Jim Fulton wrote:
Unless I'm misunderstanding something fundamental here, in the TALES context an adapter is essentially a function accepting a single argument.
Yes, except s/function/callable
> The "adapted" object that results from applying the adapter
function is either used directly or further traversed. All of the other qualities that make up an Adapter (how it's registered, that it supports ITALESAdapter, etc.) are irrelevant to its use in a TALES expression.
Yes, except that systems will define some predefined standard adapters for providing common tasks, like formatting or meta-data access.
Given all that, why do we need to shoehorn the adapter's name into the same path segment as one of the traversal names?
We don't. In fact, one could argue that adaptation is a bit like a different kind of traversal. In fact, in Zope 3, we already have a notion of this. In general, in Zope 3 paths, we can say:
where "/++namespace++" can be thought of as a special form of namespace operator (similar and partly inspired by xpaths "/:namespace:").
So, we could also use something like:
but I think people want something more concide for ZPT.
I should point out that this has special importance for Zope 3 because Zope3 content objects don't provide any standard APIs. You generally have to apply adapters to them to get at any standard apis.
> The above looks much
more natural to me as one of:
a/b/c/(adapter)/d a/b/c/*adapter/d a/b/c/adapter()/d a/b/c/adapter:/d
Let me make these more concrete:
context/(dc)/title context/*dc/title context/dc()/title context/dc:/title
IMO, if we take this route, we should think of the notation as providing an alternate traversal operator. That is, there is syntax that either modifies or replaces "/", so of the examples above, only:
works for me. For me:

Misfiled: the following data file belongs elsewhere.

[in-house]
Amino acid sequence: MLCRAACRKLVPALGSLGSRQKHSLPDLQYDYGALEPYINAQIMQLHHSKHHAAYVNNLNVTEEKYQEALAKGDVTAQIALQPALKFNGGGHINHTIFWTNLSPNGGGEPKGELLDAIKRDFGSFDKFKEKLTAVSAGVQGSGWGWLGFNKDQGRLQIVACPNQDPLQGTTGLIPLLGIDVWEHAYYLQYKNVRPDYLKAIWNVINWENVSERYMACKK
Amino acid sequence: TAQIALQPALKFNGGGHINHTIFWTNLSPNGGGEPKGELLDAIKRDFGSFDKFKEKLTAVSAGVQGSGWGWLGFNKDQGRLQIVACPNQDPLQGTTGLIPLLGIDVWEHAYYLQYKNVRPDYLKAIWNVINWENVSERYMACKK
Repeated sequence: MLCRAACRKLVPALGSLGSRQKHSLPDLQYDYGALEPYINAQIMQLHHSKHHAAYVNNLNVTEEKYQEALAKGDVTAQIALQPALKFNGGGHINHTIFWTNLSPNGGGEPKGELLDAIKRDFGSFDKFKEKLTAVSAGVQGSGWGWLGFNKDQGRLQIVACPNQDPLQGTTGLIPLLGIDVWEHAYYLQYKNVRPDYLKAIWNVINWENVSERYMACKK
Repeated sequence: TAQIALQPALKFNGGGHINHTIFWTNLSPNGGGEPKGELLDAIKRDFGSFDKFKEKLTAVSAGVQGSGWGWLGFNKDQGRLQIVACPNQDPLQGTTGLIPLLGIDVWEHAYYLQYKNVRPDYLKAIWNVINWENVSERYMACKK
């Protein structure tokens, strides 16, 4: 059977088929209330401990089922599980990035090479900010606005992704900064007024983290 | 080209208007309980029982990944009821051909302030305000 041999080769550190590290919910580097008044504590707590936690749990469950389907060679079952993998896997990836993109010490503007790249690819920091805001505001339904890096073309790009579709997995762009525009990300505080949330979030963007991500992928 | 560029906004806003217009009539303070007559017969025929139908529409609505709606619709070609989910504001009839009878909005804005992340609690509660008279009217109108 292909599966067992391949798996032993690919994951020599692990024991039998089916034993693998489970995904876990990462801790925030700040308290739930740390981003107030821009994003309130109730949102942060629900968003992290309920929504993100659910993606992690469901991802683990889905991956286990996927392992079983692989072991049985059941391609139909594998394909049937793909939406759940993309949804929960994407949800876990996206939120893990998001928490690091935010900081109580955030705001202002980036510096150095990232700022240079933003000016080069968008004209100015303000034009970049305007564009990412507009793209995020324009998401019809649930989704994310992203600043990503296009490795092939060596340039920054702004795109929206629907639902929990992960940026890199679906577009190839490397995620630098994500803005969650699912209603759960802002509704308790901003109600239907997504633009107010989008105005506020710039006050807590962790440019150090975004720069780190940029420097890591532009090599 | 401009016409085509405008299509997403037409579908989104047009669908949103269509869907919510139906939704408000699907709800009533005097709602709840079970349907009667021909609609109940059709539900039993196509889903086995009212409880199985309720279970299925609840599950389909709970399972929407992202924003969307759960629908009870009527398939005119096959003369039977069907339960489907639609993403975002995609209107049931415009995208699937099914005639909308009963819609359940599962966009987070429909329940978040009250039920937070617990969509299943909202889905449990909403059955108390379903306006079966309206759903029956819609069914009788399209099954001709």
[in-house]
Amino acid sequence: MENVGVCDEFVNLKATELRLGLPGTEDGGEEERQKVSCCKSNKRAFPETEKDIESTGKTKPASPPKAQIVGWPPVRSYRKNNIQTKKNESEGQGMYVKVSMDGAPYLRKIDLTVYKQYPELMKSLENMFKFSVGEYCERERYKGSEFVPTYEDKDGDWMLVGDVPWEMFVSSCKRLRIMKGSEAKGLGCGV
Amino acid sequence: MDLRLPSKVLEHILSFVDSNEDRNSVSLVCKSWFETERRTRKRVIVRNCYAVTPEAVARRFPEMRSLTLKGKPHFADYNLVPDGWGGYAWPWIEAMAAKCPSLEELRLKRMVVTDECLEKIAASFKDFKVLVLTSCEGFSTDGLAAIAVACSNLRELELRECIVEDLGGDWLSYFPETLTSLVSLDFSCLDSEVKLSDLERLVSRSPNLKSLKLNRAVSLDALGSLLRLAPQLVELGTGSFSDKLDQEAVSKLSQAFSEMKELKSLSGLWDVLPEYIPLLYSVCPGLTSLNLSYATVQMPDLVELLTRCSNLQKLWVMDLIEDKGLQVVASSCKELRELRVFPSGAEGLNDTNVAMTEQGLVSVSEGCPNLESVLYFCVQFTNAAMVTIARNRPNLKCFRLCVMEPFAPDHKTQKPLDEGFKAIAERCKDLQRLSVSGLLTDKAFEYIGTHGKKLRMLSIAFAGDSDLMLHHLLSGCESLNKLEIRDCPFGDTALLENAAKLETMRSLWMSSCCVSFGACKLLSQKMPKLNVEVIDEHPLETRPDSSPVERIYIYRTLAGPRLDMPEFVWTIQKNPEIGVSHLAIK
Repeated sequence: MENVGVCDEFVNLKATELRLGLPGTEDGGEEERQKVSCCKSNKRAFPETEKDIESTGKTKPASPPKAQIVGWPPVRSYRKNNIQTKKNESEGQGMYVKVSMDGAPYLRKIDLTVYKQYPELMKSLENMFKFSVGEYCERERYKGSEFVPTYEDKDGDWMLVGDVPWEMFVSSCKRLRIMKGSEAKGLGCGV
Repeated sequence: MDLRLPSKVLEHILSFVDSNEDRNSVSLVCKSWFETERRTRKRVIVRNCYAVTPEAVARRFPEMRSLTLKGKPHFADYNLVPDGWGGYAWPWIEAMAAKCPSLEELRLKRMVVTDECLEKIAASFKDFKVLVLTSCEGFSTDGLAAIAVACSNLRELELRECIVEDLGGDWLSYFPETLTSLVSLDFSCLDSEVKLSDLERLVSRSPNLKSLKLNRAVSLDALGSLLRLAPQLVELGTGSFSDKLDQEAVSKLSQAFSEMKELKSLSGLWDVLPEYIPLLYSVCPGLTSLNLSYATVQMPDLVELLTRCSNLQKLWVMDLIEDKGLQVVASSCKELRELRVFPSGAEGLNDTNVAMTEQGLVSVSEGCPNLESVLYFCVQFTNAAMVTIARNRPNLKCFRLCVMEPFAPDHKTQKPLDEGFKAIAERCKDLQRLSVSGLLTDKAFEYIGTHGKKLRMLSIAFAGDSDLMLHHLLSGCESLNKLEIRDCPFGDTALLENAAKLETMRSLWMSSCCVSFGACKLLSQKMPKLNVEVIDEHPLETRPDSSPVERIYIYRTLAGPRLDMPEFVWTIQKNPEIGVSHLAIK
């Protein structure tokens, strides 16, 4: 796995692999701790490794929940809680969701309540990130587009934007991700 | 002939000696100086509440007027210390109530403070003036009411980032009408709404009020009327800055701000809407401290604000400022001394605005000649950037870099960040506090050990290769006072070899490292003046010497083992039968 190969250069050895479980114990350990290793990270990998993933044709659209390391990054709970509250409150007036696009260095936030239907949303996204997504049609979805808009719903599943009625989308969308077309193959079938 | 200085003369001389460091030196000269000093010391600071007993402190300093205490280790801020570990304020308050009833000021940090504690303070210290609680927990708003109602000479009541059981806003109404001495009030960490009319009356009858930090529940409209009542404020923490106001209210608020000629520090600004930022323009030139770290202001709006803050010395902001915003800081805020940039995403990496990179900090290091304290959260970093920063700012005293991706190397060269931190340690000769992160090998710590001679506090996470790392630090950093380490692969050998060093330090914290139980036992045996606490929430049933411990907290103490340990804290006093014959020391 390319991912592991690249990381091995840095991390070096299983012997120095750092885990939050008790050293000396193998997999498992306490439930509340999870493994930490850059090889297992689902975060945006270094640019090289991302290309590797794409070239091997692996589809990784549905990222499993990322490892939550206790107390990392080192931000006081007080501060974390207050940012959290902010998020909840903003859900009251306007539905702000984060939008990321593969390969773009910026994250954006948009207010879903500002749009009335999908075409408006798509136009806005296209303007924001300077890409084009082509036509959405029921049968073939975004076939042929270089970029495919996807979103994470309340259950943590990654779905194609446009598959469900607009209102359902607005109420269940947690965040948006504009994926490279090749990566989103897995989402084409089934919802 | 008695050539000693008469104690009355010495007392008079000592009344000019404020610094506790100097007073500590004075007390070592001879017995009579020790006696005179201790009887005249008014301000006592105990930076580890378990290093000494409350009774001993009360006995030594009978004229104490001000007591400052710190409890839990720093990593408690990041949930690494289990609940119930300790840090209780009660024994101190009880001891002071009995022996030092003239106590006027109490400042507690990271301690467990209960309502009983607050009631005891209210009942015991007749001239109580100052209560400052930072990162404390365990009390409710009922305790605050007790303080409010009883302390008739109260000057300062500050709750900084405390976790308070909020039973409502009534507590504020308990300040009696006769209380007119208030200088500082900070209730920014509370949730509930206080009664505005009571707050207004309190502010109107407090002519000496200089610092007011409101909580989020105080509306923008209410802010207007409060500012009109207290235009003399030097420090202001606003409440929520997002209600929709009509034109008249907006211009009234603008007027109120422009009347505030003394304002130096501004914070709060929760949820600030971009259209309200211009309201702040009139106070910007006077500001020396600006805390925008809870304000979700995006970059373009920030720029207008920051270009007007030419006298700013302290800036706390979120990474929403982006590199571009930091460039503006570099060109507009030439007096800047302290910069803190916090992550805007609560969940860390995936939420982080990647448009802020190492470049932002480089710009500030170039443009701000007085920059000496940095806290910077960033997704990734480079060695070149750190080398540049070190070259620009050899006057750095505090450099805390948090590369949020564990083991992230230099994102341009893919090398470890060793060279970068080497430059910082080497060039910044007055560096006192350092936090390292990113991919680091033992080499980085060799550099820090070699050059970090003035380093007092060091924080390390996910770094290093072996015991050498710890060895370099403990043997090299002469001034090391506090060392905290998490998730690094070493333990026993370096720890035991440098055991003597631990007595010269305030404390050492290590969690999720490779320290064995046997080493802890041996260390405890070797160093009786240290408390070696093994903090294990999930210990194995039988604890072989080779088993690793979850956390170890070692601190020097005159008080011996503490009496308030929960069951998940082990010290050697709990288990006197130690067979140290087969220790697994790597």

can be read the same way. Basically, '->', is just a different traversal operator. FWIW, I find this more "natural" than any of your examples. Of course, naturalness is highly subjective.
Note that the latter two forms allow for additional arguments. While not applicable to single-argument adapters, this is certainly a useful feature if we don't restrict the syntax to adapters only. In particular, evan-pathprefix-branch uses the colon syntax to allow applications such as "a/b/c/index:2/d" and "a/b/c/call:x,y/d". This same scheme can easily subsume adapters in either or both of two ways: adapter as prefix, and adapter name as argument to a prefix.
tal:define="prefix foobar adapter:foo.bar" tal:content="a/b/c/foobar:/d"
tal:define="prefix A builtin:adapters" tal:content="a/b/c/A:foo.bar/d"
I find I have to think waaaay to hard about what's going on in these examples. In particular, in the above excample, "A" is working on both "a/b/c" and "foo.bar". Basically, there is an extra level of indirection.
-- Jim Fulton mailto:[EMAIL PROTECTED] Python Powered! CTO (540) 361-1714 http://www.python.org Zope Corporation http://www.zope.com http://www.zope.org
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